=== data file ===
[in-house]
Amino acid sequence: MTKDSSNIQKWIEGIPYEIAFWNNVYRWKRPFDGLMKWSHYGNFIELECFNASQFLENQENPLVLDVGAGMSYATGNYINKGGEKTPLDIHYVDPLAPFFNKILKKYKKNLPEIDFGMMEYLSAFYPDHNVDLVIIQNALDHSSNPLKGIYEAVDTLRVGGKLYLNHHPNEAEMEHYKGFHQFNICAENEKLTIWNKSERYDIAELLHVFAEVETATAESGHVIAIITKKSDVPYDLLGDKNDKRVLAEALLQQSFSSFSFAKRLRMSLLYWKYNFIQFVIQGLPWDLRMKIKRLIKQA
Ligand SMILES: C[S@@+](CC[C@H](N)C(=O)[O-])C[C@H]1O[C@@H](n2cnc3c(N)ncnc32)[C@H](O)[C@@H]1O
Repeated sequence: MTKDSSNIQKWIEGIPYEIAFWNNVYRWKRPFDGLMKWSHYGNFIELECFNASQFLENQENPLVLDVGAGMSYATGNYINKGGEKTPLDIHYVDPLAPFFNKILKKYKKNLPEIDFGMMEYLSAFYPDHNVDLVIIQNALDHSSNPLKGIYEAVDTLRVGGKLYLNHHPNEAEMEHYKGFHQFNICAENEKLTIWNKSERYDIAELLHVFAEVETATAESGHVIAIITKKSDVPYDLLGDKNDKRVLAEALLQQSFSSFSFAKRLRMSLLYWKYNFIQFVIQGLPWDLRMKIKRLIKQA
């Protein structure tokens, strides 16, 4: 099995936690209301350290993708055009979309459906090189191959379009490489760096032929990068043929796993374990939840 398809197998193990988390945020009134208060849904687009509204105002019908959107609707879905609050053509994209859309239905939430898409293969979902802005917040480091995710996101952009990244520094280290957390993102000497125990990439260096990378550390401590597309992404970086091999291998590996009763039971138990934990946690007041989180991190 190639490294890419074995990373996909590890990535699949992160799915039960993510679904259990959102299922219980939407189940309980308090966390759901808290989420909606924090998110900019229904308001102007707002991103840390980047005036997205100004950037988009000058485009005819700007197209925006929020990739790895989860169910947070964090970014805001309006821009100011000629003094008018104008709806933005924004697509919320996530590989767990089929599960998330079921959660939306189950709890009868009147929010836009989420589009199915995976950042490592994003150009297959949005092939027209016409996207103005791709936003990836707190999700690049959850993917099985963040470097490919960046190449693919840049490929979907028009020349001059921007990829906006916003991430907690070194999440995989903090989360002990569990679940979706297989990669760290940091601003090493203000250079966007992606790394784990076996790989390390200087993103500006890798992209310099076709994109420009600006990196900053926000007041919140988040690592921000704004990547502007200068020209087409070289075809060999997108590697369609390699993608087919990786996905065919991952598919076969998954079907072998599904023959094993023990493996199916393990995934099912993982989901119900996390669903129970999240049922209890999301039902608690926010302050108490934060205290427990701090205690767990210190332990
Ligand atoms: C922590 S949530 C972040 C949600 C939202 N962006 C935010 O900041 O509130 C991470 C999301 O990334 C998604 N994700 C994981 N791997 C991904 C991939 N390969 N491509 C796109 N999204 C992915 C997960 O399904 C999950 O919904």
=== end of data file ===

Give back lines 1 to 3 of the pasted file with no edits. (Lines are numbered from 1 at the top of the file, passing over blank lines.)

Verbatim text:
[in-house]
Amino acid sequence: MTKDSSNIQKWIEGIPYEIAFWNNVYRWKRPFDGLMKWSHYGNFIELECFNASQFLENQENPLVLDVGAGMSYATGNYINKGGEKTPLDIHYVDPLAPFFNKILKKYKKNLPEIDFGMMEYLSAFYPDHNVDLVIIQNALDHSSNPLKGIYEAVDTLRVGGKLYLNHHPNEAEMEHYKGFHQFNICAENEKLTIWNKSERYDIAELLHVFAEVETATAESGHVIAIITKKSDVPYDLLGDKNDKRVLAEALLQQSFSSFSFAKRLRMSLLYWKYNFIQFVIQGLPWDLRMKIKRLIKQA
Ligand SMILES: C[S@@+](CC[C@H](N)C(=O)[O-])C[C@H]1O[C@@H](n2cnc3c(N)ncnc32)[C@H](O)[C@@H]1O